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    • Thanks, Jim. I took your, and Henry’s, and Herb’s advice and submitted it to Carol. We shall see, but given what has happened between me and the Globe, I won’t hold my breath.

      Duane

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  3. henrygmorgan

     /  December 13, 2012

    Duane: I totally agree with Jim. It would appear that most of our local Republican friends are unaware that there was an election and their side lost. I am overtired of trying to correct Beasley’s rants. The very same woman-hating, minority-hating, truth-hating views expressed in yesterday’s Globe article and all other of her utterances reflect precisely the views of her party that were so overwhelmingly rejected by the voters on Nov. 6.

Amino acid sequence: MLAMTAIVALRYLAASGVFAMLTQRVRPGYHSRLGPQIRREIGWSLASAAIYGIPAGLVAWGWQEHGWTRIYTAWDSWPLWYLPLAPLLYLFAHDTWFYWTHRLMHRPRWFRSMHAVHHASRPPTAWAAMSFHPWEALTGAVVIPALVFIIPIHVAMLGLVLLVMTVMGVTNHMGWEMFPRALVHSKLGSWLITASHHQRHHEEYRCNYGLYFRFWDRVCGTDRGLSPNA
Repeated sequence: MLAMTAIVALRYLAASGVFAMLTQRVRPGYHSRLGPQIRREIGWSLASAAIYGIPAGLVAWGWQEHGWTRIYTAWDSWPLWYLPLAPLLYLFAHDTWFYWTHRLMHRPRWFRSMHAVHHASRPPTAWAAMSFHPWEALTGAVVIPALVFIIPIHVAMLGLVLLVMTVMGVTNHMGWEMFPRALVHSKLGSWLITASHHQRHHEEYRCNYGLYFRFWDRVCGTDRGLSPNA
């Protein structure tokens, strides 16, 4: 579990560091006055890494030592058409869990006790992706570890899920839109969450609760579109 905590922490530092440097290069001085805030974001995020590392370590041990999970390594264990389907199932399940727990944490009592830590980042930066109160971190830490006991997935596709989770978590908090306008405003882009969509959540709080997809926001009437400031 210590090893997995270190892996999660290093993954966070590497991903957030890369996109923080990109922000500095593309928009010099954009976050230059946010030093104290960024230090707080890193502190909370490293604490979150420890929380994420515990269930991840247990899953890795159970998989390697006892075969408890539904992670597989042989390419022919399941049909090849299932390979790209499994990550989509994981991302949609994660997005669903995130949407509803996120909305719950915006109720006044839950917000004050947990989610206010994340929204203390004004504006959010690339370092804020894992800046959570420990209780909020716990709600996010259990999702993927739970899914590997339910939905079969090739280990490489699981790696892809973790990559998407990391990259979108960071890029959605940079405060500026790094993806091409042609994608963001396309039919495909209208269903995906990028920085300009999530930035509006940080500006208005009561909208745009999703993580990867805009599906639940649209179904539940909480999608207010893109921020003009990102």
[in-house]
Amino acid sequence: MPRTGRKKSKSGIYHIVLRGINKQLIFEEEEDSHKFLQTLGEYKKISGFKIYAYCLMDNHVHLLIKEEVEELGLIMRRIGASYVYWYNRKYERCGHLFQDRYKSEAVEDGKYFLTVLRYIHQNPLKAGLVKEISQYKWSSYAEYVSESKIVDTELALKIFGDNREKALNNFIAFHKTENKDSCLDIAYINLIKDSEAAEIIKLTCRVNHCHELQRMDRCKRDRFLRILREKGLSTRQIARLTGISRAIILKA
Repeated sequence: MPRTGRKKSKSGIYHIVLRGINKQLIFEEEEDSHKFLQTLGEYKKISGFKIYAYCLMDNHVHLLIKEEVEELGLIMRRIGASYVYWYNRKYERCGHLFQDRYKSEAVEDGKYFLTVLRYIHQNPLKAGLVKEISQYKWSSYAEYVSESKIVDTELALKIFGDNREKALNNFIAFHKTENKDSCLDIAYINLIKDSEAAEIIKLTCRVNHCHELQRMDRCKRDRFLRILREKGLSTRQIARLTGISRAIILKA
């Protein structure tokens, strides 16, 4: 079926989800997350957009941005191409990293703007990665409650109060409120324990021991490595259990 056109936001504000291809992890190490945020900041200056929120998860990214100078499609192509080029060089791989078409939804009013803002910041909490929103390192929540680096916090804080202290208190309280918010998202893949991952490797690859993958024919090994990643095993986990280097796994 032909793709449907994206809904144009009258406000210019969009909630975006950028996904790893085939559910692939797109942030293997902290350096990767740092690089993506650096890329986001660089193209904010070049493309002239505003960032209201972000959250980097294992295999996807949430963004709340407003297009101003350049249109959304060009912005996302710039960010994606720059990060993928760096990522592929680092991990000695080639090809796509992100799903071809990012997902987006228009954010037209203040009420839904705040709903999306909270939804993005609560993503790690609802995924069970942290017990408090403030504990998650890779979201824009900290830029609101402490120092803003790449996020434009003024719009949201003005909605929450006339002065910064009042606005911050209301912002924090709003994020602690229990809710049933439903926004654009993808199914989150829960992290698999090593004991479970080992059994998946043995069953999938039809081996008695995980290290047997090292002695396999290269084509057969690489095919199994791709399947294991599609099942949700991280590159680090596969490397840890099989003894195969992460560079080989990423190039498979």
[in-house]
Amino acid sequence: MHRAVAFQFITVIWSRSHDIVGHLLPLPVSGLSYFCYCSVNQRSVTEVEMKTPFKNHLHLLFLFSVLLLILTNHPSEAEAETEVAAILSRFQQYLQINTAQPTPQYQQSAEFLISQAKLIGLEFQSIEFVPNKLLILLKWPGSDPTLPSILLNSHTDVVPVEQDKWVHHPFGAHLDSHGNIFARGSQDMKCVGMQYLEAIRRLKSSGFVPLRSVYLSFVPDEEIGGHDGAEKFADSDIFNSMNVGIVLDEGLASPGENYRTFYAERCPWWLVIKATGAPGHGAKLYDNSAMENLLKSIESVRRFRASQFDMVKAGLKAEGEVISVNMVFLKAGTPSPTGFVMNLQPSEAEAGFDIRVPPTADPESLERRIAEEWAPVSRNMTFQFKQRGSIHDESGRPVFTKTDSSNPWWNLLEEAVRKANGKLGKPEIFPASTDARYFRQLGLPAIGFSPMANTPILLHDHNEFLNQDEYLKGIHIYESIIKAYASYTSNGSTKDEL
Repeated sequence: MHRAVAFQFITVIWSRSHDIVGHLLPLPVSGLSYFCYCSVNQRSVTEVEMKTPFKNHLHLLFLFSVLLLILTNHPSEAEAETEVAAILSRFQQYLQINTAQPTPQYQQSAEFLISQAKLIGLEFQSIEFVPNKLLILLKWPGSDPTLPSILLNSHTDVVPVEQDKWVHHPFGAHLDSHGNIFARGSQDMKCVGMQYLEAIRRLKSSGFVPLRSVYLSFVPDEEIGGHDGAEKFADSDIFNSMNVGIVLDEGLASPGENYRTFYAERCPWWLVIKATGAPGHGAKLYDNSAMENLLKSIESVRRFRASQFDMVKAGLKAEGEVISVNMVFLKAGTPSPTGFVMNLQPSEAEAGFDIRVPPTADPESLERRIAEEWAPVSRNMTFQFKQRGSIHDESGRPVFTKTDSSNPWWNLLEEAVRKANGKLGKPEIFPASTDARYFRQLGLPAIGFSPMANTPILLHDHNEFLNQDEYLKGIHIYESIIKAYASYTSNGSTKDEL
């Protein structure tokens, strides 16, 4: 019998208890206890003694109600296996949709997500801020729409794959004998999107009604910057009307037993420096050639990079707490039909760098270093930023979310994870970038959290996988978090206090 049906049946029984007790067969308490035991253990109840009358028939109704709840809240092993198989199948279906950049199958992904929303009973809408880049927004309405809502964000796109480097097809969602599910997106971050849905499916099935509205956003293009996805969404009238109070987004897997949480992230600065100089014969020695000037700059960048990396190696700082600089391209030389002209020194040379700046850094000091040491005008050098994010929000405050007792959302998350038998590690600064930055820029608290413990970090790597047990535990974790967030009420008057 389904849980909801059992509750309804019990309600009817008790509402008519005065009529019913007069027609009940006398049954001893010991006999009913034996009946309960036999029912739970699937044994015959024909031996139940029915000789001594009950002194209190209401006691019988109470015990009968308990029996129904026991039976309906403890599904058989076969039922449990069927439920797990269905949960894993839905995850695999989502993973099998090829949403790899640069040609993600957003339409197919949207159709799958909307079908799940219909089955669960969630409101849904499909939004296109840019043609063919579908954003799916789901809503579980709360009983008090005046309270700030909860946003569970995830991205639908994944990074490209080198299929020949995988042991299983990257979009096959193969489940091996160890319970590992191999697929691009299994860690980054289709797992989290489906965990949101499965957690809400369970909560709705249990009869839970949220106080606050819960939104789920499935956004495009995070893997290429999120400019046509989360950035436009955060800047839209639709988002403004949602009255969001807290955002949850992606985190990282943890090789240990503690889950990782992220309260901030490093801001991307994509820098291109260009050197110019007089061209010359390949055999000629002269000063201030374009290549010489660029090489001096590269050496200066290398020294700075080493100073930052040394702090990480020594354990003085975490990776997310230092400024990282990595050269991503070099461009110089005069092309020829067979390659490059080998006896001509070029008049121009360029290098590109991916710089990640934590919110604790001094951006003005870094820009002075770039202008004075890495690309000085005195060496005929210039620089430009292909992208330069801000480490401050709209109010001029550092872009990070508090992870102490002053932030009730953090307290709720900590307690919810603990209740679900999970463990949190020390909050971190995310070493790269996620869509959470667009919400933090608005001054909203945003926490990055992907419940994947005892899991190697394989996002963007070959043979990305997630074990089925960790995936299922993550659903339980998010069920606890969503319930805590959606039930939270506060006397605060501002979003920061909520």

As Jim notes, the other side should not be allowed to dominate the pages of the primary media voice of our community. I believe that Carol would welcome such a give-and-take.

    Henry

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    • Henry,

      Thanks for the encouragement.

      I used to listen to Beasley when she was on the radio. Her husband had a radio program associated with, I think, the American Family Association, or something like that. Those two drove me nuts, but I listened to them every Saturday. Much later on, after I was a committed liberal, I wrote my first letter to the Globe criticizing her. That was more than three years ago. I’ve written about her several times since then. So, I know what you mean.